The future of organic reach on social media
Social media has worked its way up the ladder to become one of the most effective and trusted marketing tools of our era.
Not only does social media give brands the means to communicate with millions of people worldwide, it is also free.
But recently, social media giants Facebook and Twitter have been making it harder and harder for brands to reach consumers without paying for it (organically).
Facebook’s organic reach has been steadily declining for a while now. Earlier this year a Forrester survey measured consumer interaction with big brand posts on Facebook at a mere .07 percent.
Now Facebook has announced plans to cut branded content from the News Feed altogether, from the beginning of next year.
The reason, Facebook explained, was that users complained about the amount of promotional content on the site, most of which apparently comes from pages people have liked, rather than paid ads.
In a new study titled Social Relationship Strategies That Work, Forrester’s Vice President and Principal Analyst Nate Elliott said that there are other ways to communicate with your customers, rather than focusing solely on Facebook.
In the report, it was revealed that consumers interested in a brand are nearly three times more likely to take a look at your website, rather than check out your Facebook page.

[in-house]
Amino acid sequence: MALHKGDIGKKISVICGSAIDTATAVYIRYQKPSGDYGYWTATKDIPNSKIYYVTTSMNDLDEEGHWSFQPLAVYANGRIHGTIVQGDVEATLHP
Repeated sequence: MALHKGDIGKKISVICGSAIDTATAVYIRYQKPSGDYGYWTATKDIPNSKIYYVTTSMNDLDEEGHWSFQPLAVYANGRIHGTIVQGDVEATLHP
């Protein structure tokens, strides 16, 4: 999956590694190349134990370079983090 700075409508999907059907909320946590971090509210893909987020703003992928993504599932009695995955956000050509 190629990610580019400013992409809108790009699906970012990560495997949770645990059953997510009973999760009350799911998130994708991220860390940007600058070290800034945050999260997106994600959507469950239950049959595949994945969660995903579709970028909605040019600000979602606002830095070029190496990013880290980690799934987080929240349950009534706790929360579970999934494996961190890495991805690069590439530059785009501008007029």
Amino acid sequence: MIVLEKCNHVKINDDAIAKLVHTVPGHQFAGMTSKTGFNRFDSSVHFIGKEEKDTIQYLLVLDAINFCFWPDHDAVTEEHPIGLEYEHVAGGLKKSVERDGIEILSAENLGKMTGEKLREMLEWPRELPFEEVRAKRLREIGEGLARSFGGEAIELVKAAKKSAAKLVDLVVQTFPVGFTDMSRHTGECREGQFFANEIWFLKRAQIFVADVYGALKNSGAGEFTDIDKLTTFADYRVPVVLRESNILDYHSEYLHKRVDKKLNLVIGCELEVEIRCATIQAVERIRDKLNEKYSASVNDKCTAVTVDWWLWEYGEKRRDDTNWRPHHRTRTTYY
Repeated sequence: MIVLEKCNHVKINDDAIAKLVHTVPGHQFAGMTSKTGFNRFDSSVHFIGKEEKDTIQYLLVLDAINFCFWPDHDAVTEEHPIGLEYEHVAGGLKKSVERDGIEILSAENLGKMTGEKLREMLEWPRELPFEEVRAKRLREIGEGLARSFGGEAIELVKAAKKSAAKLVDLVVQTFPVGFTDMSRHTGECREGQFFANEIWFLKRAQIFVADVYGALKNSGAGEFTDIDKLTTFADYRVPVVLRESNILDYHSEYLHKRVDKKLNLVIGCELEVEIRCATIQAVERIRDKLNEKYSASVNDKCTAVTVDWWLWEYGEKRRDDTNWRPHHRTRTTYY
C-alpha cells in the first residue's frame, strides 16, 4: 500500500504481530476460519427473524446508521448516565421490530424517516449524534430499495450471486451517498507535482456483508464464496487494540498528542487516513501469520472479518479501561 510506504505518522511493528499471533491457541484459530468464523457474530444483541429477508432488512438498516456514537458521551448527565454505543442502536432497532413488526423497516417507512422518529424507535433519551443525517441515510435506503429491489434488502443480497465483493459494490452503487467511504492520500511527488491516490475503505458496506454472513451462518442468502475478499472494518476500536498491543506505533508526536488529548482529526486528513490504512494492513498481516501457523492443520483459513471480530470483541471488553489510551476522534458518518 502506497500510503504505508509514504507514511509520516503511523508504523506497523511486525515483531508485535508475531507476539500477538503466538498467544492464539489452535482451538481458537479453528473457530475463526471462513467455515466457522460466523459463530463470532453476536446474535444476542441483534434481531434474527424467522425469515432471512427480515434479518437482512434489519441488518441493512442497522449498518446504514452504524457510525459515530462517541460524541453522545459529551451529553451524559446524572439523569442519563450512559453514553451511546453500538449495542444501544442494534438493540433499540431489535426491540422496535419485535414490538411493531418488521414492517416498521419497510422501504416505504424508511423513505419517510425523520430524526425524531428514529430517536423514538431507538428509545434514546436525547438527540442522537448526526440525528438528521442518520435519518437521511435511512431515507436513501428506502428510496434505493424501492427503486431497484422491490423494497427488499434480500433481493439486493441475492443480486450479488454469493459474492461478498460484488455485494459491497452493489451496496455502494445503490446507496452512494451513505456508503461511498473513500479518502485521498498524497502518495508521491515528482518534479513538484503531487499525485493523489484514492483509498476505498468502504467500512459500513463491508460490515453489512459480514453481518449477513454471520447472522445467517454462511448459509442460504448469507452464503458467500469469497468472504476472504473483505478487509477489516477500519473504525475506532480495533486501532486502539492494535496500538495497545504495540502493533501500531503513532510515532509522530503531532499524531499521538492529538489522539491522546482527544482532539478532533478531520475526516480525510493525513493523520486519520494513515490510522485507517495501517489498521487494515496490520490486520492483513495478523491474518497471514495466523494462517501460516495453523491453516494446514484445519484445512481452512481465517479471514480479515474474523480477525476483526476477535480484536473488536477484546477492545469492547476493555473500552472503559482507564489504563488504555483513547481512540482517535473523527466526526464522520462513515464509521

Having a community on your website can be effective, Elliott suggested. He mentioned how Sony Playstation’s social microsite GreatnessAwaits.com received 4.5 million visits (with an average visitor length of four minutes), resulting in them getting a major step ahead of main competitor Xbox.
The report also revealed the importance of email marketing – with people interested in your brand almost twice as likely to sign up to receive emails than visit your Facebook page.
Emails reach the consumer 90 percent of the time, Elliott pointed out, while Facebook messages only make it to the recipients 2 percent of the time.
But just because Facebook and Twitter’s organic reach is waning, it doesn’t mean social media marketing is no longer effective – there are other social hubs you could incorporate into your content strategy.
For instance, the microblogging site Tumblr is now the fastest growing social networking site, according to new statistics released by Global Web Index.
In the past six months, the number of active users on Tumblr grew 120 percent.
Another great social site that experienced rapid growth was Pinterest, gaining 111 percent more active users.
On the other hand, Twitter’s active users only rose 26 percent, while Facebook grew a mere 2 percent.
Facebook and Twitter are still effective marketing platforms, but one thing that is clear is the need to focus on other areas of communication.
Posted by Dylan Brown